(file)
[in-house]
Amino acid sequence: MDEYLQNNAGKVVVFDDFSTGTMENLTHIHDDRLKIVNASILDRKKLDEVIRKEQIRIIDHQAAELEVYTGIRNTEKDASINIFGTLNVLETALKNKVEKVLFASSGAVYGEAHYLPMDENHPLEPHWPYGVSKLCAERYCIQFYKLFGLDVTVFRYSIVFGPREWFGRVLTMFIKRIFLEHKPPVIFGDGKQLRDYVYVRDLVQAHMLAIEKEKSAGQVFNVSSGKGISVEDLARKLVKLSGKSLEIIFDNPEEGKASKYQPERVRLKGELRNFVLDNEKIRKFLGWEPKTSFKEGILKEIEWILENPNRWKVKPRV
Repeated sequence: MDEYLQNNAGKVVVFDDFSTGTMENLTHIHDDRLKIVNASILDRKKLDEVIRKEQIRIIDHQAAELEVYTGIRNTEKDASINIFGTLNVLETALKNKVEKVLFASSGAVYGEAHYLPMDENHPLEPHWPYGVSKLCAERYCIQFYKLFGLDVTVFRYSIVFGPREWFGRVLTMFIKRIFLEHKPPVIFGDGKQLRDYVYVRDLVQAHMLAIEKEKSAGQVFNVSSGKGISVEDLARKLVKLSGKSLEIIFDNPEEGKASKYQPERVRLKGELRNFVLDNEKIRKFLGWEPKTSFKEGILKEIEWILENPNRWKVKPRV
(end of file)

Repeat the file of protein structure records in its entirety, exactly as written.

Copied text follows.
[in-house]
Amino acid sequence: MDEYLQNNAGKVVVFDDFSTGTMENLTHIHDDRLKIVNASILDRKKLDEVIRKEQIRIIDHQAAELEVYTGIRNTEKDASINIFGTLNVLETALKNKVEKVLFASSGAVYGEAHYLPMDENHPLEPHWPYGVSKLCAERYCIQFYKLFGLDVTVFRYSIVFGPREWFGRVLTMFIKRIFLEHKPPVIFGDGKQLRDYVYVRDLVQAHMLAIEKEKSAGQVFNVSSGKGISVEDLARKLVKLSGKSLEIIFDNPEEGKASKYQPERVRLKGELRNFVLDNEKIRKFLGWEPKTSFKEGILKEIEWILENPNRWKVKPRV
Repeated sequence: MDEYLQNNAGKVVVFDDFSTGTMENLTHIHDDRLKIVNASILDRKKLDEVIRKEQIRIIDHQAAELEVYTGIRNTEKDASINIFGTLNVLETALKNKVEKVLFASSGAVYGEAHYLPMDENHPLEPHWPYGVSKLCAERYCIQFYKLFGLDVTVFRYSIVFGPREWFGRVLTMFIKRIFLEHKPPVIFGDGKQLRDYVYVRDLVQAHMLAIEKEKSAGQVFNVSSGKGISVEDLARKLVKLSGKSLEIIFDNPEEGKASKYQPERVRLKGELRNFVLDNEKIRKFLGWEPKTSFKEGILKEIEWILENPNRWKVKPRV